By Nadia Taylor
Like a lot of women, feelings of self-doubt and low self-worth have been a familiar feature in my life over the years. People who know me might describe me as confident and self-assured, traits which I’m sure I display well on the outside but internally, I do frequently question my capabilities and compare what I have achieved with others around me. I wonder if this desire to do well and be recognised stems from childhood? I had a slightly unconventional upbringing where I moved around a bit when I was younger. I moved with my family to a rural part of Ireland when I was 6 years old and whilst this is where I think of as home, I never felt fully integrated or accepted in the local community, like one might do if you were born there. That sense of ‘otherness’ or even perhaps ‘inferiority’ has stayed with me and certainly had an impact on my sense of identity and self-worth as well.
I was always a spirited and driven young person but I wanted so badly to fit in, be popular and part of a ‘gang’. I compared myself to others and wanted to feel like I belonged. Sometimes, I felt like I stuck out like a sore thumb. I had come from this alternative background, had a different accent to my peers and because of that, experienced instances of xenophobia when growing up. It led to a conflicted sense of where I was from and who I was and I’m sure had an impact on how I viewed myself and my place in the world.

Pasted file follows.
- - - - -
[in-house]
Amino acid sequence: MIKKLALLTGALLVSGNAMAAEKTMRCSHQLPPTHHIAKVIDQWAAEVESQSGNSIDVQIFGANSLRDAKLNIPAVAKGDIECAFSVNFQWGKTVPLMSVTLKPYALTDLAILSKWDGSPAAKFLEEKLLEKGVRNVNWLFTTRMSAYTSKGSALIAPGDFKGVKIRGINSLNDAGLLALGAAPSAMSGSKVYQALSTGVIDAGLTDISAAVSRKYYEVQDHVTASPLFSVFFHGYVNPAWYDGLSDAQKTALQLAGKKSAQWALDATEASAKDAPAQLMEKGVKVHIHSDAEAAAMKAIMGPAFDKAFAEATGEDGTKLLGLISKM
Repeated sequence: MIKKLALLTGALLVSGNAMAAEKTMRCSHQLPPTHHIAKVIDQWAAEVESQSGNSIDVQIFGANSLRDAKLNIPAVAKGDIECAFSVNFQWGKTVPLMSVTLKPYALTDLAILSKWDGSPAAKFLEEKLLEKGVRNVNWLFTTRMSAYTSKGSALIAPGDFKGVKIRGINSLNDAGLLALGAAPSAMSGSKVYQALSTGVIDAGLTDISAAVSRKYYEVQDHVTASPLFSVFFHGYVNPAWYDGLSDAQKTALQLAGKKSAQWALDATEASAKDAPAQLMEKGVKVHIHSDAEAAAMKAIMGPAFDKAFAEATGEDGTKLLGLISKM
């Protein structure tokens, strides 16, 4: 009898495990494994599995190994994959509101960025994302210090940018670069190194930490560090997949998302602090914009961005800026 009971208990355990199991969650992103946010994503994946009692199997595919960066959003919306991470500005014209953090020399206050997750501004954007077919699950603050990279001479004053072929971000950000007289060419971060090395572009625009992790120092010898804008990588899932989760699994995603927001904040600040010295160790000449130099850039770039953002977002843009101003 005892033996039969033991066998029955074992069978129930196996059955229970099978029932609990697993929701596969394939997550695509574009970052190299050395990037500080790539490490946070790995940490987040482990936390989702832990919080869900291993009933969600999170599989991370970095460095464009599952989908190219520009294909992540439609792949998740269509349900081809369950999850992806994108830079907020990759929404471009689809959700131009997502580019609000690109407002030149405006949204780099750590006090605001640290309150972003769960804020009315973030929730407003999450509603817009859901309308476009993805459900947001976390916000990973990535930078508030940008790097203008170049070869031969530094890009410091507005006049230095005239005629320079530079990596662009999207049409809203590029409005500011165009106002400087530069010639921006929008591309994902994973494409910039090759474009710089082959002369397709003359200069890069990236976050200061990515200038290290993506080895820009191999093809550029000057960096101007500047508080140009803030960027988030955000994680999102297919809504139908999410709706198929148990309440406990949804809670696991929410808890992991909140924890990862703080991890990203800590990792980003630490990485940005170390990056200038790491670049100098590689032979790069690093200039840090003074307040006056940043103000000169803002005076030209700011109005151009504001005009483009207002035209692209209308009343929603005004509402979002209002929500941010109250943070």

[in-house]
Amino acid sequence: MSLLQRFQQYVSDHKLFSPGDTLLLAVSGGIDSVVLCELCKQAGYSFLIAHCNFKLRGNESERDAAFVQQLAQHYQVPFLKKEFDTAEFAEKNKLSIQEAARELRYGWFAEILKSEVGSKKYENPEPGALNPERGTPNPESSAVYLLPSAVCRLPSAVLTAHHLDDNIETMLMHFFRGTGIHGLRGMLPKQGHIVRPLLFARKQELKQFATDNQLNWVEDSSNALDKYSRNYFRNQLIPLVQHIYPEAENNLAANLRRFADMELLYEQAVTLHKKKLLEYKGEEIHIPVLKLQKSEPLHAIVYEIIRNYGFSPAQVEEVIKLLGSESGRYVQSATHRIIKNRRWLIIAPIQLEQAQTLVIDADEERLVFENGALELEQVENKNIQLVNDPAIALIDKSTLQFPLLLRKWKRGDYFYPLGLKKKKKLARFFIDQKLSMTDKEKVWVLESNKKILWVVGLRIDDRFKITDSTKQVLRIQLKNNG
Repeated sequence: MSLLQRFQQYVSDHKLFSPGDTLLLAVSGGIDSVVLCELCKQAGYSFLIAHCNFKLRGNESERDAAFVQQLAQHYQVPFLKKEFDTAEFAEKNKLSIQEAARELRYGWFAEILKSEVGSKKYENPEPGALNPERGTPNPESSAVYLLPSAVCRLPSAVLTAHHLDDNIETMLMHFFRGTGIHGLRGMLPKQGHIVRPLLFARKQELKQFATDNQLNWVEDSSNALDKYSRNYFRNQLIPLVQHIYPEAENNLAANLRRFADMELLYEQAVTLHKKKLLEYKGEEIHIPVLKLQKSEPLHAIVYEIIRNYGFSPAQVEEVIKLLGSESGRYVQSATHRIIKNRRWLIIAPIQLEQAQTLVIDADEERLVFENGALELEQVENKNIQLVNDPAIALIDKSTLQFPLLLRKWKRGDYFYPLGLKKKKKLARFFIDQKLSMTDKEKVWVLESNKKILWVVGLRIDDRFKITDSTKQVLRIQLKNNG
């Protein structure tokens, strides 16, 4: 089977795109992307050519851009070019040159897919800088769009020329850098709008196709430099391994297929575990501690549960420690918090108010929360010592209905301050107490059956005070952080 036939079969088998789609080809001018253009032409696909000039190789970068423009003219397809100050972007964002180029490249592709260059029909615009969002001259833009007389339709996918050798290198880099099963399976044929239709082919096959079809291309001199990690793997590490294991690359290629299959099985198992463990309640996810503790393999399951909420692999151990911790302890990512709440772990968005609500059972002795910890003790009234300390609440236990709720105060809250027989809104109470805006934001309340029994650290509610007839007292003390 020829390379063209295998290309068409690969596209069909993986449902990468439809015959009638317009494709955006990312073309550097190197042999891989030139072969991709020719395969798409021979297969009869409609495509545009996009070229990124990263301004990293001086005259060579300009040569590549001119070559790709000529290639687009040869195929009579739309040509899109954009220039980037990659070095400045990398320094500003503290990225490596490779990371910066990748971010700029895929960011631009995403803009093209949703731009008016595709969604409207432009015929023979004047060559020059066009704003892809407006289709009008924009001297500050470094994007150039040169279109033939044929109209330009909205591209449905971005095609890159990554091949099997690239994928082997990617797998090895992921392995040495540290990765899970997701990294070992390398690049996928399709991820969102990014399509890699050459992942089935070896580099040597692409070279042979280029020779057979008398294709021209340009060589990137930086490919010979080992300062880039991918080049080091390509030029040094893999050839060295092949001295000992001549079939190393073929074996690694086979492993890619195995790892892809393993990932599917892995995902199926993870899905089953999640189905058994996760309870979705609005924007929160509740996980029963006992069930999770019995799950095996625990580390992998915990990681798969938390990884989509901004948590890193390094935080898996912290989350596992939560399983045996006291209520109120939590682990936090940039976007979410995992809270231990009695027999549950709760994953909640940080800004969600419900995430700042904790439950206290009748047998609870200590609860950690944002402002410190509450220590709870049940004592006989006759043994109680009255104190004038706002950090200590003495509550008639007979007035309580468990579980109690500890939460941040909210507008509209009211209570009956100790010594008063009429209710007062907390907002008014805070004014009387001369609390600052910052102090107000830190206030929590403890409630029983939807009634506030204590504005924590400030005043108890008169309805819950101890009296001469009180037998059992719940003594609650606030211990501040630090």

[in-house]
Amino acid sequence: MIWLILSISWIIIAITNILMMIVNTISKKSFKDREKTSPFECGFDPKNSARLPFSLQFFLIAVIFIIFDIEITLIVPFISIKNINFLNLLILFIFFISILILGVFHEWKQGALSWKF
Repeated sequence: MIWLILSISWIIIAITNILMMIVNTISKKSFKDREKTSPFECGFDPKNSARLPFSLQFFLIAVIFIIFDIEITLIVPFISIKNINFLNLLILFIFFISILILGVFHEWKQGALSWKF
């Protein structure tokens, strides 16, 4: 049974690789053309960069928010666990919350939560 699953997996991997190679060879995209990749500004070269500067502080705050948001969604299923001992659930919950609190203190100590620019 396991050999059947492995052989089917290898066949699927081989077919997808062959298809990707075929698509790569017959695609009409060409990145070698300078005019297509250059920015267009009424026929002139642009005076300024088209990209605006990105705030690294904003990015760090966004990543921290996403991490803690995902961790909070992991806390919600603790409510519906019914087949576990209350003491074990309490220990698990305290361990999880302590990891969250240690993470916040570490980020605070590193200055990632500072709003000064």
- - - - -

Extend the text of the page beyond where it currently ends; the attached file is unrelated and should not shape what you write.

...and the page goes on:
It makes total sense to me now, that back then all I wanted to do was be an actor. It was a way of receiving everything I felt was important… social inclusion, affirmation, validation and sometimes even adoration and it was a great way to express myself and try on many different hats. I went on to study drama and theatre studies in university but that sense of otherness and self-doubt also followed along. I wasn’t part of the ‘popular’ group in university and so largely did my own thing – separate from my classmates. Looking back, I regret not involving myself more and being more confident, as I feel my aptitude for acting, writing and directing would have developed and improved a lot more than it did. I graduated with high grades but with no better sense of who or what I was and I doubted my capabilities as an actor immensely.